|From an official NASA publication: progress was never about getting to the stars; real progress was about changing the makeup of who was getting us to the stars, if those stars weren't even the real final destination...|
Nothing quite articulates the tragedy of the situation of quite like NASA's Wings in Orbit: Scientific and Engineering Legacies of the Space Shuttle, we get an Orwellian chapter titled Social, Cultural, and Educational Legacies. It includes a subheads such as NASA Reflects America's Changing Opportunities; NASA Impacts US Culture. On p. 461 -462, we inadvertently get a lesson in a period of time when America looked at the stars knowing they were our potential destination and today, when we head into the cold, dark mines of nothingness.
At least we're inclusive though!:
Before the Space Shuttle was conceived, the aerospace industry, NASA employees, and university researchers worked furiously on early human spaceflight programs to achieve President John Kennedy’s goal of landing a man on the moon by the end of the 1960s. Although these programs employed thousands of personnel across the United States, White men overwhelmingly composed the aerospace field at that time, and very few women and minorities worked as engineers or scientists on this project.
When they did work at one of NASA’s centers, women overwhelmingly served in clerical positions and minorities accepted low-paying, menial jobs.
Few held management or professional positions, and none were in the Astronaut Corps, even though four women had applied for the 1965 astronaut class. By the end of the decade, NASA offered few positions to qualified minorities and women. Only eight Blacks at Marshall Space Flight Center in Alabama held professional-rated positions while the Manned Spacecraft Center (currently known as Johnson Space Center) in Texas had 21, and Kennedy Space Center in Florida had only five.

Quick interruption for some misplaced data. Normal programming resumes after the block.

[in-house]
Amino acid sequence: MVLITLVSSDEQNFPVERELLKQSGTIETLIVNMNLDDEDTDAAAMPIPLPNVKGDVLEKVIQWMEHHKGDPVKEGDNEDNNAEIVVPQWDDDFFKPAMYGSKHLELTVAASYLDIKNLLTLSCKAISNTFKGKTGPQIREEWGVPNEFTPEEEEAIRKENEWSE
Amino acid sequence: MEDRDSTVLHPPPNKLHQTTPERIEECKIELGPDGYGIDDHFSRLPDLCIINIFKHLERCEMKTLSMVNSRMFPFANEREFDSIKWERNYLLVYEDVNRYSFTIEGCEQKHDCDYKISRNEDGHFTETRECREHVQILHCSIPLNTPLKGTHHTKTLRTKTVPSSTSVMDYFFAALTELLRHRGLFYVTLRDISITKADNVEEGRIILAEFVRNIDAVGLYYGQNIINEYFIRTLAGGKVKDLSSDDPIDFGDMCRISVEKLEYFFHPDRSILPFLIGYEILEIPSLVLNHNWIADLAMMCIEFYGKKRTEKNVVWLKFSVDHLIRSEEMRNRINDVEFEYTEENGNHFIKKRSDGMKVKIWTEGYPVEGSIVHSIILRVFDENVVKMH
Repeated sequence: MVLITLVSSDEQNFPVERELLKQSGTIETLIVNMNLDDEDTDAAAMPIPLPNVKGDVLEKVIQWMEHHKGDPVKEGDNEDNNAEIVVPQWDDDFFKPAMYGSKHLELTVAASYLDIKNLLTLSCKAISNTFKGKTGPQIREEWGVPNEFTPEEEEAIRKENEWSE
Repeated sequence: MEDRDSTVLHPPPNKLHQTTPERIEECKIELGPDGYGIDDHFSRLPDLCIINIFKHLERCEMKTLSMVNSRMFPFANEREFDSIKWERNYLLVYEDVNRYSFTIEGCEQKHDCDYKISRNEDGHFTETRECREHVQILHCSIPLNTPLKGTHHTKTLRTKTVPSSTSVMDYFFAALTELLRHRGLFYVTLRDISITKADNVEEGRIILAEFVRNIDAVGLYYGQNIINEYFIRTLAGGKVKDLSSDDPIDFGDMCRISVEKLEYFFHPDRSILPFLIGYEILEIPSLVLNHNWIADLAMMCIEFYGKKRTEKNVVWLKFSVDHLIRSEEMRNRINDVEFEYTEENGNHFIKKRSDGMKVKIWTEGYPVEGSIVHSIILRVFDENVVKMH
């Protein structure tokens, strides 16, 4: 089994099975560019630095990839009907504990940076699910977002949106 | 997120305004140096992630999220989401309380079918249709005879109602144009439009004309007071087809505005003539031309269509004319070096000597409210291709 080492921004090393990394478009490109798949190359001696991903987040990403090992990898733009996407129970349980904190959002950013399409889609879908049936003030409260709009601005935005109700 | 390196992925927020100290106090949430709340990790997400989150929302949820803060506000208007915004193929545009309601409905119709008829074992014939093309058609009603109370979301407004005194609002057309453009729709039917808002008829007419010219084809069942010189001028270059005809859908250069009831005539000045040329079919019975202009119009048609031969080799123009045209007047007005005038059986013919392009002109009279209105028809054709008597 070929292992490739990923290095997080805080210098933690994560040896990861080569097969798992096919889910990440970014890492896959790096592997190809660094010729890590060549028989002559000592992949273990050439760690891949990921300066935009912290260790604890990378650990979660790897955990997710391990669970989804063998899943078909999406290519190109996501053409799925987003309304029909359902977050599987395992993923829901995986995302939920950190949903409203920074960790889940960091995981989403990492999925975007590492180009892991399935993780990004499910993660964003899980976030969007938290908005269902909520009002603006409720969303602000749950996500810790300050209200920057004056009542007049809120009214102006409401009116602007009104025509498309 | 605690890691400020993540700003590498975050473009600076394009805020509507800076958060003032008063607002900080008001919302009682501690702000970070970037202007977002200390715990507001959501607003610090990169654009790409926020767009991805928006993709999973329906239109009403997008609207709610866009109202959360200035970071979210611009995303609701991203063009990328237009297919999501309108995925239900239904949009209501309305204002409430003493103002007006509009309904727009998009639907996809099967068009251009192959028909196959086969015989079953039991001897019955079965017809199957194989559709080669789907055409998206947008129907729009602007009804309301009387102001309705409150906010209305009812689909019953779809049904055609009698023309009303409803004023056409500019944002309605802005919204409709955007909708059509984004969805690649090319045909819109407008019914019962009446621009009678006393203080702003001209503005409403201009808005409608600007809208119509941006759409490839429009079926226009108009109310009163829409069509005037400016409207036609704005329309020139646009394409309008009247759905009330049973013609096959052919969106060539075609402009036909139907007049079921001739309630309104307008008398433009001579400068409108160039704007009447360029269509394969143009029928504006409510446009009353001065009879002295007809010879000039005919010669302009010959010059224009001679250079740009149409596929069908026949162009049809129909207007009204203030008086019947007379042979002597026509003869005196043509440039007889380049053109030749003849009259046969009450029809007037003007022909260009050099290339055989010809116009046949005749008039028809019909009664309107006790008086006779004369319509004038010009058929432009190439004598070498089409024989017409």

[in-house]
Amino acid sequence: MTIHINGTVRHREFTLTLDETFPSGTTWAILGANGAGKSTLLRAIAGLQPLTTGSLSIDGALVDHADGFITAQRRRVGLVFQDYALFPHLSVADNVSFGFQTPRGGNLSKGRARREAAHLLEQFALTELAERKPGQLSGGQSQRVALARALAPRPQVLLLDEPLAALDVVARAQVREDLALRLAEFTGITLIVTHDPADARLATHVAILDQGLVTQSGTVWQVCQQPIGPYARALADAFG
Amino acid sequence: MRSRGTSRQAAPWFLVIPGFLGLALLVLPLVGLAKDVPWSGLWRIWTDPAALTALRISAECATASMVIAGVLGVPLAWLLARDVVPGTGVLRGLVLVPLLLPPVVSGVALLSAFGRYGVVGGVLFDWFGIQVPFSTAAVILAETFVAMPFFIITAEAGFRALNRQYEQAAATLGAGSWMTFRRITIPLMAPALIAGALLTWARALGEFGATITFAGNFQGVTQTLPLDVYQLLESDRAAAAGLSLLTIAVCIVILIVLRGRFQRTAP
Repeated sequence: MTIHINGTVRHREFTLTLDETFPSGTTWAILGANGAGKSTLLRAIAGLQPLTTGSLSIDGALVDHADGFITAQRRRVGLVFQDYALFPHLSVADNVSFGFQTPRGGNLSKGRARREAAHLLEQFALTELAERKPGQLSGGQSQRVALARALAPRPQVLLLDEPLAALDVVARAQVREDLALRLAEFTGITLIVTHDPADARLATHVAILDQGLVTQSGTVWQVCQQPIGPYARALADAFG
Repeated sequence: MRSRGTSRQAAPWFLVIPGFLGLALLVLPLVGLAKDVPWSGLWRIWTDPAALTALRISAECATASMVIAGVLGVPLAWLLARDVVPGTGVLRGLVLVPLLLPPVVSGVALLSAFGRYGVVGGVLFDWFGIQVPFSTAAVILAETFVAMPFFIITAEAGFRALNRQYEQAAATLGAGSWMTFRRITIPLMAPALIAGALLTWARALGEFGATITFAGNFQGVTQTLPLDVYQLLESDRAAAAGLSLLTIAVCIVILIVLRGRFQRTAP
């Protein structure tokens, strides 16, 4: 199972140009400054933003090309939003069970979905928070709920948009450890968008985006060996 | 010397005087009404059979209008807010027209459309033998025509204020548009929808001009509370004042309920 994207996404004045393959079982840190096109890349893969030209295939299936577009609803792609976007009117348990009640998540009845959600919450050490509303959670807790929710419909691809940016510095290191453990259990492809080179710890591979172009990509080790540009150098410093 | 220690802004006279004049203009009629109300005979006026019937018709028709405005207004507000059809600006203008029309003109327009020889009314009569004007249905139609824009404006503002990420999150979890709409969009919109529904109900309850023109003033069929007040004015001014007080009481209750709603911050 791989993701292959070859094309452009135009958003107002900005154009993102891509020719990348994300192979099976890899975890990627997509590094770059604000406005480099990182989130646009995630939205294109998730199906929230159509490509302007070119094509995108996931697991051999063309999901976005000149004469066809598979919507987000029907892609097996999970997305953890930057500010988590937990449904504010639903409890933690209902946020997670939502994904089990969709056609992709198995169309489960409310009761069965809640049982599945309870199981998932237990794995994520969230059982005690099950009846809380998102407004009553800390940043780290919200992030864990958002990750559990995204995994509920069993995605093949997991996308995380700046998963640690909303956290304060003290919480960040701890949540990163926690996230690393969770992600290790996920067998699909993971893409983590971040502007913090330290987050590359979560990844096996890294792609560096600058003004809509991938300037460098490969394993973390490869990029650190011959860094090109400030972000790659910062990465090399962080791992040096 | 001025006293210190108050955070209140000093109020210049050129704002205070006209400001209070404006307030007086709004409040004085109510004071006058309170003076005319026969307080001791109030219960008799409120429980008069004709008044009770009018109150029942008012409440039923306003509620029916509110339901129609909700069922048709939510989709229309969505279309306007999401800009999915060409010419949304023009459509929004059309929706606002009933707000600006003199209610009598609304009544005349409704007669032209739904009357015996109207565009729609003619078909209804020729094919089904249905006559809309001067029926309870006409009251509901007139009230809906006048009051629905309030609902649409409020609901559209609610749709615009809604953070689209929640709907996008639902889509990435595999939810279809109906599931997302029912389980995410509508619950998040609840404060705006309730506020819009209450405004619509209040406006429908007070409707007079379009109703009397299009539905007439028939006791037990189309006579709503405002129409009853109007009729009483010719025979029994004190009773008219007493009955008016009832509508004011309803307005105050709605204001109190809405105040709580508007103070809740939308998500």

Signs of change appeared on the horizon as federal legislation addressed many of the inequalities faced by women and minorities in the workplace. During the Kennedy years, the president ordered the chairman of the US Civil Service Commission to ensure the federal government offered positions not on the basis of sex but, rather, on merit. Later, he signed into law the Equal Pay Act of 1963, making it
illegal for employers to pay women lower wages than those paid to men for doing the same work. President Lyndon Johnson signed the Civil Rights Act of 1964, which prohibited employment discrimination (hiring, promoting, or firing) on the basis of race, sex, color, religion, or national origin.